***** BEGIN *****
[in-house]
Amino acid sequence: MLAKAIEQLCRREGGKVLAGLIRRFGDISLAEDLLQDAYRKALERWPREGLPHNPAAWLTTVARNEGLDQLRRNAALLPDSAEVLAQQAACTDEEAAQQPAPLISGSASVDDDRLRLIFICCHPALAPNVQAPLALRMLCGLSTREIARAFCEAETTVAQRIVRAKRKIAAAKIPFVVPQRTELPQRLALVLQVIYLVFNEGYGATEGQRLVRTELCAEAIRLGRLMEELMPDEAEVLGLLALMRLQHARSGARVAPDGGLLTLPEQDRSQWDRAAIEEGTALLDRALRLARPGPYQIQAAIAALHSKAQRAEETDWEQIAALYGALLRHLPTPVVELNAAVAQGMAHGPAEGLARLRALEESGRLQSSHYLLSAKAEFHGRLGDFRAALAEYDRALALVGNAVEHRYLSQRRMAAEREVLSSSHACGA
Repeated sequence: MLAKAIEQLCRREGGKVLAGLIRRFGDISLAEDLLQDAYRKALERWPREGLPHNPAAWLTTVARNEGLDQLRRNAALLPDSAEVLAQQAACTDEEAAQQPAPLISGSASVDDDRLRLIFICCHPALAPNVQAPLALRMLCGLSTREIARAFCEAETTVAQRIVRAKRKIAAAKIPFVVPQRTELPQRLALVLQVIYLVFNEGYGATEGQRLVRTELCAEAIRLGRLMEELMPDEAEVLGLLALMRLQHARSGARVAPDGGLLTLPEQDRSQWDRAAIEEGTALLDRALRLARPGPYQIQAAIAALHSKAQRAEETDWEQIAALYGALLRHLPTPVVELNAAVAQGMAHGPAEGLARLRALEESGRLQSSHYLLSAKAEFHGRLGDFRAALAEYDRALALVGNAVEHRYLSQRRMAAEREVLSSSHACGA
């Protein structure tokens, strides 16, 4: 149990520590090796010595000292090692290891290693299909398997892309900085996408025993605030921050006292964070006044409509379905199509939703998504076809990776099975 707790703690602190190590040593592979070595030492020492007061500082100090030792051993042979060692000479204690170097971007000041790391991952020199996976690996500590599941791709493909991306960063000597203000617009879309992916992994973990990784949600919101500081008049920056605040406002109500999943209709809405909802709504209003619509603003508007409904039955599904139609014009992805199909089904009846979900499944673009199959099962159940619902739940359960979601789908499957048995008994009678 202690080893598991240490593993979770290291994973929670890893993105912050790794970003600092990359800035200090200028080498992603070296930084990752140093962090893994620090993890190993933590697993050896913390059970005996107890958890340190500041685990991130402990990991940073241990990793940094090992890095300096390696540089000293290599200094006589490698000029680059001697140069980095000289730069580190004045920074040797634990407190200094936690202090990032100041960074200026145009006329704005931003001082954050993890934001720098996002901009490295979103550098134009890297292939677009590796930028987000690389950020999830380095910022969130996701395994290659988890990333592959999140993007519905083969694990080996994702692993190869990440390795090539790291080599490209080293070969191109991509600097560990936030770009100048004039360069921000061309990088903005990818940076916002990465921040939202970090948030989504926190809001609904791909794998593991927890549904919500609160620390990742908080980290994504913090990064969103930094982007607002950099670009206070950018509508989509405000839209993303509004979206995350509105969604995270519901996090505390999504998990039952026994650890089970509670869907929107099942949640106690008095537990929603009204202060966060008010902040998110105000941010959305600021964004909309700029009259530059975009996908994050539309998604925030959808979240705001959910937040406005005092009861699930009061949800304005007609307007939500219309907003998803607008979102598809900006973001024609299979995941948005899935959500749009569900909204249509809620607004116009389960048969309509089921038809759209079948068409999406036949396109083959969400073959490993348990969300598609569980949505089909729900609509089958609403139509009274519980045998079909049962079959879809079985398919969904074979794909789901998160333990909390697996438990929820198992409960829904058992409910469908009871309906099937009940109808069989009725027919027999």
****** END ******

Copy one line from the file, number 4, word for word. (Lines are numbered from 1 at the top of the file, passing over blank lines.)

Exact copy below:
């Protein structure tokens, strides 16, 4: 149990520590090796010595000292090692290891290693299909398997892309900085996408025993605030921050006292964070006044409509379905199509939703998504076809990776099975 707790703690602190190590040593592979070595030492020492007061500082100090030792051993042979060692000479204690170097971007000041790391991952020199996976690996500590599941791709493909991306960063000597203000617009879309992916992994973990990784949600919101500081008049920056605040406002109500999943209709809405909802709504209003619509603003508007409904039955599904139609014009992805199909089904009846979900499944673009199959099962159940619902739940359960979601789908499957048995008994009678 202690080893598991240490593993979770290291994973929670890893993105912050790794970003600092990359800035200090200028080498992603070296930084990752140093962090893994620090993890190993933590697993050896913390059970005996107890958890340190500041685990991130402990990991940073241990990793940094090992890095300096390696540089000293290599200094006589490698000029680059001697140069980095000289730069580190004045920074040797634990407190200094936690202090990032100041960074200026145009006329704005931003001082954050993890934001720098996002901009490295979103550098134009890297292939677009590796930028987000690389950020999830380095910022969130996701395994290659988890990333592959999140993007519905083969694990080996994702692993190869990440390795090539790291080599490209080293070969191109991509600097560990936030770009100048004039360069921000061309990088903005990818940076916002990465921040939202970090948030989504926190809001609904791909794998593991927890549904919500609160620390990742908080980290994504913090990064969103930094982007607002950099670009206070950018509508989509405000839209993303509004979206995350509105969604995270519901996090505390999504998990039952026994650890089970509670869907929107099942949640106690008095537990929603009204202060966060008010902040998110105000941010959305600021964004909309700029009259530059975009996908994050539309998604925030959808979240705001959910937040406005005092009861699930009061949800304005007609307007939500219309907003998803607008979102598809900006973001024609299979995941948005899935959500749009569900909204249509809620607004116009389960048969309509089921038809759209079948068409999406036949396109083959969400073959490993348990969300598609569980949505089909729900609509089958609403139509009274519980045998079909049962079959879809079985398919969904074979794909789901998160333990909390697996438990929820198992409960829904058992409910469908009871309906099937009940109808069989009725027919027999």